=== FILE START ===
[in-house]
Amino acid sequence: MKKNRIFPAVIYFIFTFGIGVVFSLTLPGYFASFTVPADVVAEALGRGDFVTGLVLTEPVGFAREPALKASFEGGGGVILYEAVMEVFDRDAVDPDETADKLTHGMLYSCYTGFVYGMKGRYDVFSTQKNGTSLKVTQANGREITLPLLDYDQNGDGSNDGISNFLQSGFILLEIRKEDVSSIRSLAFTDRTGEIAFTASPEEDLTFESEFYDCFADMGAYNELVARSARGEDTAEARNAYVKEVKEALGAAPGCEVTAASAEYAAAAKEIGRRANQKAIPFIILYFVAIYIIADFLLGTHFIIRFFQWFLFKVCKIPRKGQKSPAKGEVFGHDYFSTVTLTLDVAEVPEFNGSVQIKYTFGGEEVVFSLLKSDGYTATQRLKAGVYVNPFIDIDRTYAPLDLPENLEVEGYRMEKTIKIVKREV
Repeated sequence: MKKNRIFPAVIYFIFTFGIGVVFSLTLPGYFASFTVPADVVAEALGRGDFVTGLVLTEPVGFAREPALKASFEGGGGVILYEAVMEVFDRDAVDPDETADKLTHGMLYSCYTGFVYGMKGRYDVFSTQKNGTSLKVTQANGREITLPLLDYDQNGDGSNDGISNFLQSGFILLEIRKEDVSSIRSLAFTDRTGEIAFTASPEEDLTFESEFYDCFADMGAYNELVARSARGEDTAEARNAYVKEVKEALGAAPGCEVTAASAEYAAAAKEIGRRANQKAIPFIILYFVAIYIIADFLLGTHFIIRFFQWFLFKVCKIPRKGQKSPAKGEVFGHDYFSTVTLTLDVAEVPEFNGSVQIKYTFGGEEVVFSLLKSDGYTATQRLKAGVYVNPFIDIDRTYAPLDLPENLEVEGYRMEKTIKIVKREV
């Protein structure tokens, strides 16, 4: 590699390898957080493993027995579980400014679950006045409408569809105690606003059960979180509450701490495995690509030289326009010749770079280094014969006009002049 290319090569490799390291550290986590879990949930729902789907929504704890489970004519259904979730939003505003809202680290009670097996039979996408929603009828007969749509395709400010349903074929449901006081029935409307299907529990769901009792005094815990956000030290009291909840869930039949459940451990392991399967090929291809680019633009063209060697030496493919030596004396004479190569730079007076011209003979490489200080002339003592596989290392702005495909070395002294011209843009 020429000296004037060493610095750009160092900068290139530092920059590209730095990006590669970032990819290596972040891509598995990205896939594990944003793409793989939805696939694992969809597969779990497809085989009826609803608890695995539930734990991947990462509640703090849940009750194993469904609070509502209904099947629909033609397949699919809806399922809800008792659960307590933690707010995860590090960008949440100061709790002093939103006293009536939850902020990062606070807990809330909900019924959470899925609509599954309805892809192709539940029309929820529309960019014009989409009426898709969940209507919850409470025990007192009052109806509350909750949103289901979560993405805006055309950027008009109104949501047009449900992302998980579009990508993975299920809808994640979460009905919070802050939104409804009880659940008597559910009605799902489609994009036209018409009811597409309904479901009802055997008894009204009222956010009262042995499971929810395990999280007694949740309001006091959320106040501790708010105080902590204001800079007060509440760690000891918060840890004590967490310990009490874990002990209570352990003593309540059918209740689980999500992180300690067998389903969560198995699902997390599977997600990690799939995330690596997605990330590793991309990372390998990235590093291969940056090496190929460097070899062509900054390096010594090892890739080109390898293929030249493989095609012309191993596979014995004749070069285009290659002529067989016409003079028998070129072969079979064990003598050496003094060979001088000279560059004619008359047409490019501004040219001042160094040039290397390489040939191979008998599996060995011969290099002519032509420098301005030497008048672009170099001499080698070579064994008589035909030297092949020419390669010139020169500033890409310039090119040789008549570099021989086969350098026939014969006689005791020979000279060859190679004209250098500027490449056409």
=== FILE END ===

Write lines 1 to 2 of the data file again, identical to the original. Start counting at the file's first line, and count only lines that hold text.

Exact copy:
[in-house]
Amino acid sequence: MKKNRIFPAVIYFIFTFGIGVVFSLTLPGYFASFTVPADVVAEALGRGDFVTGLVLTEPVGFAREPALKASFEGGGGVILYEAVMEVFDRDAVDPDETADKLTHGMLYSCYTGFVYGMKGRYDVFSTQKNGTSLKVTQANGREITLPLLDYDQNGDGSNDGISNFLQSGFILLEIRKEDVSSIRSLAFTDRTGEIAFTASPEEDLTFESEFYDCFADMGAYNELVARSARGEDTAEARNAYVKEVKEALGAAPGCEVTAASAEYAAAAKEIGRRANQKAIPFIILYFVAIYIIADFLLGTHFIIRFFQWFLFKVCKIPRKGQKSPAKGEVFGHDYFSTVTLTLDVAEVPEFNGSVQIKYTFGGEEVVFSLLKSDGYTATQRLKAGVYVNPFIDIDRTYAPLDLPENLEVEGYRMEKTIKIVKREV